When the curtain opened for Miami City Ballet’s world premiere of One Line Drawn at the Kravis Center on March 2, we immediately knew we were in for a complete change-up. There would be no tutus here.
With what seemed to resemble five sets of blaring headlights (stacked on top of each other) shining directly in our eyes, the dancers entered – first one, then another and another – mysteriously appearing from under the lights into the murky darkness of the stage to perform, almost ritualistically, a series of individualized movements – and then, somehow, they just dissolved into the blackness.
With their bare arms and legs warmed by the amber sidelights, the cast of eight women and eight men carved the movement with a detached but energized quality. Eventually, as they continued to enter and exit, they made loose connections and formations looking vaguely like a vast urban hoard of automatized people. The visuals were powerful and intriguing as the music pulsed voluminously up from the Kravis orchestra pit. We were ready for the journey.
Created by Brian Brooks as part of a three-year tenure as recipient of the Choreographer in Residence Fellowship at Chicago’s Harris Theater for Music and Dance, One Line Drawn is an ambitious work that starts strong but falls short of its potential. Nevertheless, it was very exciting to see the dancers of Miami City Ballet thrive as they took on the new challenge of working with Brooks, who is a contemporary choreographer with a very different way of moving.
Brooks’s grounded and lateral movement was a real departure for these dancers who have mainly worked with contemporary choreographers from the ballet world. Brooks was eager to work outside his norm and particularly wanted to create a work on pointe. It was his challenge. The process of sharing and exploring in ways that were new to both the choreographer and the dancers clearly expanded their collective movement vocabulary. From my perspective in the audience, this artistic interaction was very successful as I have never seen the MCB dancers move quite like this. It was daring and it was exciting.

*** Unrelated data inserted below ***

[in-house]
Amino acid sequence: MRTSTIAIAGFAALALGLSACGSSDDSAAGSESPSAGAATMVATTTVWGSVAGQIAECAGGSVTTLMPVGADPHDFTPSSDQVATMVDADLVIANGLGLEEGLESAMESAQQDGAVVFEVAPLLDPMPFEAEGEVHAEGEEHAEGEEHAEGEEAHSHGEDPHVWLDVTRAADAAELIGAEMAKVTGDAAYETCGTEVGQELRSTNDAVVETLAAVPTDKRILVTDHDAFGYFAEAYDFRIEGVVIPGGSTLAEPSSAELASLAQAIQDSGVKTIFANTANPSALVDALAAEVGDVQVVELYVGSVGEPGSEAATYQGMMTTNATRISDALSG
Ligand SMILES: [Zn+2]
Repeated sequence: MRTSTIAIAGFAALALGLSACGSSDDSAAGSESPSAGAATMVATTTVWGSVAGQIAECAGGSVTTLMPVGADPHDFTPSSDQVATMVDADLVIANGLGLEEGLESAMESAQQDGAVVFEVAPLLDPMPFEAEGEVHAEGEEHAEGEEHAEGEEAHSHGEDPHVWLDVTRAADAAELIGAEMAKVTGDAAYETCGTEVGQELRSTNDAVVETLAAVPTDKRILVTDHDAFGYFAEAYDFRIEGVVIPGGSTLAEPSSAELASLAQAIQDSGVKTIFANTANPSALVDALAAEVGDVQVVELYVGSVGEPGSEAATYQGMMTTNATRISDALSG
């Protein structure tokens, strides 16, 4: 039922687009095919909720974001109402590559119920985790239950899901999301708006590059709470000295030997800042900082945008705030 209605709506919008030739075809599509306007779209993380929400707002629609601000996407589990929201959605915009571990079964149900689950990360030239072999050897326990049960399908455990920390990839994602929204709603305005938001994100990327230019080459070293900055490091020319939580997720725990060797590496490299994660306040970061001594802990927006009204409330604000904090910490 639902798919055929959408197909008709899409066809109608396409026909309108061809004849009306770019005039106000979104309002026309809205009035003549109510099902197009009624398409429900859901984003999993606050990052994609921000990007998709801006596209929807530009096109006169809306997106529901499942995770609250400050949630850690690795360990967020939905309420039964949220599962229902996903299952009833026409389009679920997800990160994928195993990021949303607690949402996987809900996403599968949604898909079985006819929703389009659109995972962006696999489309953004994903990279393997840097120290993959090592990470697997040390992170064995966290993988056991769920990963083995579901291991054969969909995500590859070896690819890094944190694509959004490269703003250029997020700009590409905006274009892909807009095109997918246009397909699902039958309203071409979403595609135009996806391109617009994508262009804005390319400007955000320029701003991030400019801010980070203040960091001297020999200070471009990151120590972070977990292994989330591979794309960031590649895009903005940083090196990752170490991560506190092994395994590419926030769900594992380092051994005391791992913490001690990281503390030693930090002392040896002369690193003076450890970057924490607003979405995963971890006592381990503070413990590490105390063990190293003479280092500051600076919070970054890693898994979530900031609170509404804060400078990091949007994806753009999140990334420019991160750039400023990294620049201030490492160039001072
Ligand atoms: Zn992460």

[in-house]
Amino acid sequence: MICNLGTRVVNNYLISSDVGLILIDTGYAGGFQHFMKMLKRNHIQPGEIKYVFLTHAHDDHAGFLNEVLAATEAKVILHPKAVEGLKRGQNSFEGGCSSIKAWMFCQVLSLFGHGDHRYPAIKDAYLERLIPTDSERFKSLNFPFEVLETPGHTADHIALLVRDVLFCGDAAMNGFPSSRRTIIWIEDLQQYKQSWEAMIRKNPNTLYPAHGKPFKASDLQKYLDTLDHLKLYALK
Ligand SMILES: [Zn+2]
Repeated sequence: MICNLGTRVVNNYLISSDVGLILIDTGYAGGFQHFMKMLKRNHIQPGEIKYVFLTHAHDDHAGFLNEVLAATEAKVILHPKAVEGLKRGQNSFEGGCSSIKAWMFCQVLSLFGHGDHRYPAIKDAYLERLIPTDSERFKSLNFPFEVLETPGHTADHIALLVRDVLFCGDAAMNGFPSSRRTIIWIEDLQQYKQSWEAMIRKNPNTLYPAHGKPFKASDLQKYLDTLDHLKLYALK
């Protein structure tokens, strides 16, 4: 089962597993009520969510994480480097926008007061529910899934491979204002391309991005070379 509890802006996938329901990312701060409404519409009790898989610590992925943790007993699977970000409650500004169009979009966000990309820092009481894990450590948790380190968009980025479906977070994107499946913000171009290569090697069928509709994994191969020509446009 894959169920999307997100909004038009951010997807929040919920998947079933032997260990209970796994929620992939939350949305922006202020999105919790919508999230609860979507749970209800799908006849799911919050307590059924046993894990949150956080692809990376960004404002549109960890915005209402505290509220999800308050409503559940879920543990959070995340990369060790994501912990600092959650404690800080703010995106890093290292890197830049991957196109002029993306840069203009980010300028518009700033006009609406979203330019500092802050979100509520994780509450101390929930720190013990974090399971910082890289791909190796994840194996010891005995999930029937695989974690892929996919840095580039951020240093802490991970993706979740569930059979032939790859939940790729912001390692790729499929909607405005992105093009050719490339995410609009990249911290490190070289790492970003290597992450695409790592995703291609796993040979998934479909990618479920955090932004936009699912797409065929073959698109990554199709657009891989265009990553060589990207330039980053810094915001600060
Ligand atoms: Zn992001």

Even though the dancers seemed to put everything they had into the premiere of One Line Drawn, the appeal of the initial setup was not quite enough to sustain the work through its entirety. The choreography became repetitive and the dancers’ stamina seemed to dwindle towards the end of the lengthy work (10 of the 16 dancers had danced in the previous demanding ballet).
One of the strongest elements of the new work was the extraordinary contemporary score commissioned by Miami City Ballet and written by composer Michael Gordon. The Bang on a Can co-founder’s musical score for One Line Drawn was remarkable. It was bold, direct and mysterious all at the same time; however, Brooks didn’t seem to take advantage of the richness of the score instead choosing to almost lay the choreography on top of the music. Hearing this kind of contemporary music played live by the Opus One Orchestra masterfully led by Gary Sheldon was a major highlight of the evening.